Graphene seems to be making headlines across various
industries and Highways England has also joined in. They are partnering with
the Graphene Engineering Innovation Centre (GEIC) in Manchester to investigate
the use of graphene on surfaces. The idea is to find out whether adding
graphene to roads and pavements could result in decreased deterioration.
It all started when Prof Sir Andre Geim and Prof Sir
Kostya Novoselov first isolated the material at Manchester University in 2004.
GEIC opened in December 2018 to specialise in the rapid development and upscaling
of graphene and other applications for 2D materials.
Considering the exponential growth in technology
across various sectors and the adoption of digital technologies, is the world ready
for another radical change? This digital transformation of industries is
already happening and many believe this is the Fourth Industrial Revolution.
For some time now, many
industries have taken to Augmented Reality (AR), or at least, thought about the
technology. And why not as the AR market is expected to reach $60,55 billion by
2023 as more tech giants are linked to investments pushing the growth. Some of
the major players involved in Augmented Reality investments and acquisitions
include Google, Apple, Facebook, Samsung and Intel.
Augmented Reality is also known as spatial computing which is rapidly growing and expanding into several business and industrial applications. Spatial computing is a broad term used to describe how humans interact with computers in the same surroundings. This means that an Augmented Reality system makes it feel as if digital media is physically present thanks to interactive design and gesture.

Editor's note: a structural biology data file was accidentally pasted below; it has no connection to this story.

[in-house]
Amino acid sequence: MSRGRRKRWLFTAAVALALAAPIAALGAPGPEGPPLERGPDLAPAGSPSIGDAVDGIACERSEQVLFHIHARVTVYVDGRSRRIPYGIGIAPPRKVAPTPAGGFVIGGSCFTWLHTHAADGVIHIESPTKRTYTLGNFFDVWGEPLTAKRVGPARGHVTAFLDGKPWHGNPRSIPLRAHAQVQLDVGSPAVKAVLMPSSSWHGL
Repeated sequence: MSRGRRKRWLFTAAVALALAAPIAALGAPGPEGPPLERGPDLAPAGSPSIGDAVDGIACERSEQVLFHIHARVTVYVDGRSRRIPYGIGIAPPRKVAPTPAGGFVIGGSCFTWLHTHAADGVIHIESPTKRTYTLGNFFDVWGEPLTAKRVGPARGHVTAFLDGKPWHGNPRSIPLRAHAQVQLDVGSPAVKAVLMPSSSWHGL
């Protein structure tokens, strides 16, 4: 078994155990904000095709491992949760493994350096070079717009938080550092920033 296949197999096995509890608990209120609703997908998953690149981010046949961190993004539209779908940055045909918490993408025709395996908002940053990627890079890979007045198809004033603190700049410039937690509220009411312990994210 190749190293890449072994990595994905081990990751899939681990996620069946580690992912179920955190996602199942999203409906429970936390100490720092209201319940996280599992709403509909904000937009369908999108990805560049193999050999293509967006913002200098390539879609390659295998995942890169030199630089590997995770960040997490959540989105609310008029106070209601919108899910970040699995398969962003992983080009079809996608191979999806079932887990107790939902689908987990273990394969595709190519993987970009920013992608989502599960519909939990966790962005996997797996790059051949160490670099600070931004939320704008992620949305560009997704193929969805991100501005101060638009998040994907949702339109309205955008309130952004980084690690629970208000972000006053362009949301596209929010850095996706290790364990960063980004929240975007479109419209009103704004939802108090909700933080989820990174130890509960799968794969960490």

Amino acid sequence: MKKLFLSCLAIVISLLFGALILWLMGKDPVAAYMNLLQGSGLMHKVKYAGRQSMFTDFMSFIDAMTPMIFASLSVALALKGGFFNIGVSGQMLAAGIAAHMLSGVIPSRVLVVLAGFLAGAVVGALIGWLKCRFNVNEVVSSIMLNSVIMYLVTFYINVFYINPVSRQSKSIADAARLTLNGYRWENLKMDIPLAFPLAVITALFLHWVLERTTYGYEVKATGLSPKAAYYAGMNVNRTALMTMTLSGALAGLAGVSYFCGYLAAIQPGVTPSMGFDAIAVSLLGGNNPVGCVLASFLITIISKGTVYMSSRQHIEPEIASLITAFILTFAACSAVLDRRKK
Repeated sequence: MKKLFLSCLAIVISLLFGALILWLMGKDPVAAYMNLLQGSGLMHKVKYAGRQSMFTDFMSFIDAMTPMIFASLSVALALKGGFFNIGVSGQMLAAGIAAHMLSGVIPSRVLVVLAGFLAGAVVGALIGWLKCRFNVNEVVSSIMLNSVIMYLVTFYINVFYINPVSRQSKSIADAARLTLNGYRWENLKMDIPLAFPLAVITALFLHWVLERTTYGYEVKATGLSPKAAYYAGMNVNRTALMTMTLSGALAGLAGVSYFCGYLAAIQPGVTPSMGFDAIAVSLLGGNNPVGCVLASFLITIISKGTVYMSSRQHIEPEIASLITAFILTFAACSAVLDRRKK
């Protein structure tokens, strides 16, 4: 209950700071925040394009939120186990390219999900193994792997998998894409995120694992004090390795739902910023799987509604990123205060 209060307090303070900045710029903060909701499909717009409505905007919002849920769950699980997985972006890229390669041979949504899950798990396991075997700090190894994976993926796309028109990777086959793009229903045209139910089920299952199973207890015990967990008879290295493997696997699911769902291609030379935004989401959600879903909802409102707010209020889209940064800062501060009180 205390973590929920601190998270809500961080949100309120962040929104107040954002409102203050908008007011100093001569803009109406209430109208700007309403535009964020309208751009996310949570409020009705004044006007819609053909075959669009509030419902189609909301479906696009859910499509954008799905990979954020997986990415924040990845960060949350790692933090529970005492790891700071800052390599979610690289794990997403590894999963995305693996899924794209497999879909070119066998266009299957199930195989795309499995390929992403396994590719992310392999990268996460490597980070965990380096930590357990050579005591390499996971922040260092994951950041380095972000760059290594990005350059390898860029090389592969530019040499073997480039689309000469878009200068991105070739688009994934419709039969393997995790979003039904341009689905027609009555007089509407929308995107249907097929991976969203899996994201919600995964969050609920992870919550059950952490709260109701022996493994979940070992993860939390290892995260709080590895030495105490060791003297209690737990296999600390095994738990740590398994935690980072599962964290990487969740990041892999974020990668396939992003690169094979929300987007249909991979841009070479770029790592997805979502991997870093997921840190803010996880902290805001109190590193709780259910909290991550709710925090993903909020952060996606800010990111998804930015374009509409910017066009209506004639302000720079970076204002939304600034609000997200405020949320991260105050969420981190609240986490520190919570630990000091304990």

When it comes to military aircraft, vehicles and other emerging technologies, the Sikorsky-Boeing SB>1 Defiant is the future. This next-generation military helicopter shows just what today’s technologies and advanced systems are capable of. After years of research and development, Sikorsky and Boeing have revealed their master plan for the latest in military aircraft. Continue reading →
The evolution of hydro-abrasive waterjet cutting has been remarkable and is one of the most effective methods of machining. There is no heat affected zone (HAZ), the small cutting widths and omni-directional cutting means we can machine virtually any material with high precision and accuracy. As a result, waterjet cutting produces a much-improved product finish with little to no secondary processing needed.
Advanced technology and methods make waterjet cutting far more environmentally friendly. So much so that the dust, chippings or gas produced with other cutting methods do not occur. There is also no need to change tool heads, blades or lubricants for each type of material which means machining time is greatly reduced.
This highly versatile cutting method produces much less waste than other forms of cutting which allows for more diverse design. The ability to cut more intricate designs and patterns offers Continue reading →